Here in Rhode Island, in recent days, a great debate has been raging . . .
It has centered around same-sex marriage - a contentious subject, it seems - and whether or not such a thing should be legalized in our state.
Some distinguished people - politicians, lawyers, civil rights leaders and the like - have aired their opinions at the State House in Providence. None has spoken as much sense as Matthew Lannon.
Matthew's testimony, you see, received applause from all sides, a situation that is uncommon in sessions of the Senate Judiciary Committee. Matthew, it cannot be questioned, has made quite an impression. Matthew, it might come as a surprise to learn, is just 12.
That it required a Sixth-Grader's input to get to the root of a topic that has been debated year after year for as long as anyone can remember is telling. You see, wisdom isn't about age, or experience, or even education. No, wisdom, a little like love, comes from deep inside. That Matthew Lannon has both in an abundance is clear.
You see, unlike others, Matthew understands that the debate shouldn't be about the issue itself, it should be about the people at its heart . . .
'I think it's important for you to hear from us, not just about us,' he told the committee. From that point onwards, he had everyone's attention.
He explained that he lives in a home with parents of the same sex and that, having experienced it for himself, he couldn't understand the problem.
'It comes down to one important question,' he said. 'Do you believe that my parents are equal to all the straight couples in Rhode Island? Personally, I believe that everyone is equal [and I believe that] my parents are exactly like other couples. We're not the perfect family - we argue and we fight. But we're real'.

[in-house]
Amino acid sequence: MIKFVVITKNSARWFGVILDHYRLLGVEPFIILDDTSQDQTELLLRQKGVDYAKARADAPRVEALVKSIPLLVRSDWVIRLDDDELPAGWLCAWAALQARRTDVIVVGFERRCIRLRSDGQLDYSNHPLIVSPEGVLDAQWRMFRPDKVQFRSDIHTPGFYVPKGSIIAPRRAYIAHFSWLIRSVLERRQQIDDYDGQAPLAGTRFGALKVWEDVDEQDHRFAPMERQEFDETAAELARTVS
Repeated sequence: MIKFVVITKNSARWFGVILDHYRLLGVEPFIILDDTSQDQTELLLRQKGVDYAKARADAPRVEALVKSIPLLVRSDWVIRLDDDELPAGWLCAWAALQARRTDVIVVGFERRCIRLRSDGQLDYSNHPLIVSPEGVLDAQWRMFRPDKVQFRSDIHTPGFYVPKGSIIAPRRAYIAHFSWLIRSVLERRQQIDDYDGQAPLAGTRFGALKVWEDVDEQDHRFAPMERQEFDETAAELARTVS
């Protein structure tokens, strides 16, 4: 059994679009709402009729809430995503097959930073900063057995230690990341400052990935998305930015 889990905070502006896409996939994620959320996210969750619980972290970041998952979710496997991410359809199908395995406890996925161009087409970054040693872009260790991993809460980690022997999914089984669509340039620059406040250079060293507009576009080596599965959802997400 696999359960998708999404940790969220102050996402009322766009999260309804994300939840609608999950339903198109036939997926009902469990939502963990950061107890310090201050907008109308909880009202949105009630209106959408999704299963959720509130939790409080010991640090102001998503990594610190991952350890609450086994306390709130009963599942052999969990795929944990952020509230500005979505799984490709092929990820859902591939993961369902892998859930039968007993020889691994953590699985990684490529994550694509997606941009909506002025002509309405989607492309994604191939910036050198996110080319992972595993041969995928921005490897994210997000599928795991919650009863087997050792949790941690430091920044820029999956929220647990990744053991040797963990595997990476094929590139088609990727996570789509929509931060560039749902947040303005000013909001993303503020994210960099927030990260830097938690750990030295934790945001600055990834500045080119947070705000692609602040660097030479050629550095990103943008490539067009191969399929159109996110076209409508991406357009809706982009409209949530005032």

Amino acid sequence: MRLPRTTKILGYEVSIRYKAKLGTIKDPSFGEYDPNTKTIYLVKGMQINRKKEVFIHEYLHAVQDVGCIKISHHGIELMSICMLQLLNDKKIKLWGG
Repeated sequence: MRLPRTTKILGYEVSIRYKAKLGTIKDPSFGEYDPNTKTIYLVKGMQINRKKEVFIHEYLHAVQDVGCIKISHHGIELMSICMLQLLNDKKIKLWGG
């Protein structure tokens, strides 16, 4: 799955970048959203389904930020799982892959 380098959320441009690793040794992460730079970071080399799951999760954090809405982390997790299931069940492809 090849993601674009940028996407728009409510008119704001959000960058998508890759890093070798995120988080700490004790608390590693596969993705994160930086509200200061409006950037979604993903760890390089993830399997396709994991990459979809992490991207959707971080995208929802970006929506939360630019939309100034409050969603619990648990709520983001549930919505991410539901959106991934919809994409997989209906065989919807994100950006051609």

In Rhode Island, same-sex couples can form civil partnerships but, unlike those in all the other New England states, are not allowed to be married. As with most issues in our society, there are those fiercely in favor of changing the law and those fiercely opposed. As with most issues, the main point has been overlooked for too long.
'My moms have been together for 14 years,' Matthew told the committee. 'It's a classic love story. When I think about what marriage means to me, I think it's about two people who love each other and my parents certainly fit that description. Although they can't legally marry, their commitment [to each other] is very, very real. My parents have stayed together, through sickness and health, through thick and thin, through good times and bad. Although I'm only 12, I have firm ideas about what's important to me. I want to be someone who doesn't believe in discrimination. I want to be someone who doesn't judge others by the color of their skin, or their gender, or who they love. Here's what I believe: there's one thing that you don't mess with in life and that's love. My parents, and all the other gay and lesbian people here, just want to be happy, just like you. All they want is to be treated fairly. You have the option to change things. I say choose love.'
There's so much more that we could write about this, but we don't want our words to get in the way of Matthew's. What we will say, and this is stating the obvious, is that Matthew is a remarkable young man, a young man with an amazing future and a young man who has got the power to make life better for others and to change the world . . .
Through his love and his compassion, with his wisdom and with his take on equality, discrimination and the things that truly matter in life. The things that drive our efforts here at OM®. The things that mark him out as someone for us all to take inspiration from.
To quote Matthew one last time, 'I just want to use the gift that I was given to make the world a better place'. Here's to him . . .